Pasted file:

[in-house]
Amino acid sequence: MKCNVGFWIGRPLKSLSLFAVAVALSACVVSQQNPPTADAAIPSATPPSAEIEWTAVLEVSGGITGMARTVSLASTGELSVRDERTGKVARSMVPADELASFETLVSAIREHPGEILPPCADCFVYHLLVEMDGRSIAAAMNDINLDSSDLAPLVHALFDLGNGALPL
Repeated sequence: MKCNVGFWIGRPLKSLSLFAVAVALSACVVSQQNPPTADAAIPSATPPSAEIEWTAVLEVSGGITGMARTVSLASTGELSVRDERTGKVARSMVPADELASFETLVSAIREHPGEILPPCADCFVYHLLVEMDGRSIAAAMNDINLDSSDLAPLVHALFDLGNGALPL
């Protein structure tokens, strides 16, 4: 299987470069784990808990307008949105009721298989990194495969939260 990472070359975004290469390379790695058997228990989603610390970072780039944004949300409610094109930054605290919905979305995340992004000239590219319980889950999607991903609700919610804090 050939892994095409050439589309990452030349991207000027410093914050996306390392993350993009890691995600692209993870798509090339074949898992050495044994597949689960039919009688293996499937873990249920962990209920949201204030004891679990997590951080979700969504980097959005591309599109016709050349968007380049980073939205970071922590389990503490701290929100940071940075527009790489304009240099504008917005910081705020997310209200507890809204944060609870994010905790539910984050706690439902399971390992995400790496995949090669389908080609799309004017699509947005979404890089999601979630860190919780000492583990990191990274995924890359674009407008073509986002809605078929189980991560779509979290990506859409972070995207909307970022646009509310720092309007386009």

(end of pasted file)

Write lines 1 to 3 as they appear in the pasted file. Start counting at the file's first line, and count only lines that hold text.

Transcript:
[in-house]
Amino acid sequence: MKCNVGFWIGRPLKSLSLFAVAVALSACVVSQQNPPTADAAIPSATPPSAEIEWTAVLEVSGGITGMARTVSLASTGELSVRDERTGKVARSMVPADELASFETLVSAIREHPGEILPPCADCFVYHLLVEMDGRSIAAAMNDINLDSSDLAPLVHALFDLGNGALPL
Repeated sequence: MKCNVGFWIGRPLKSLSLFAVAVALSACVVSQQNPPTADAAIPSATPPSAEIEWTAVLEVSGGITGMARTVSLASTGELSVRDERTGKVARSMVPADELASFETLVSAIREHPGEILPPCADCFVYHLLVEMDGRSIAAAMNDINLDSSDLAPLVHALFDLGNGALPL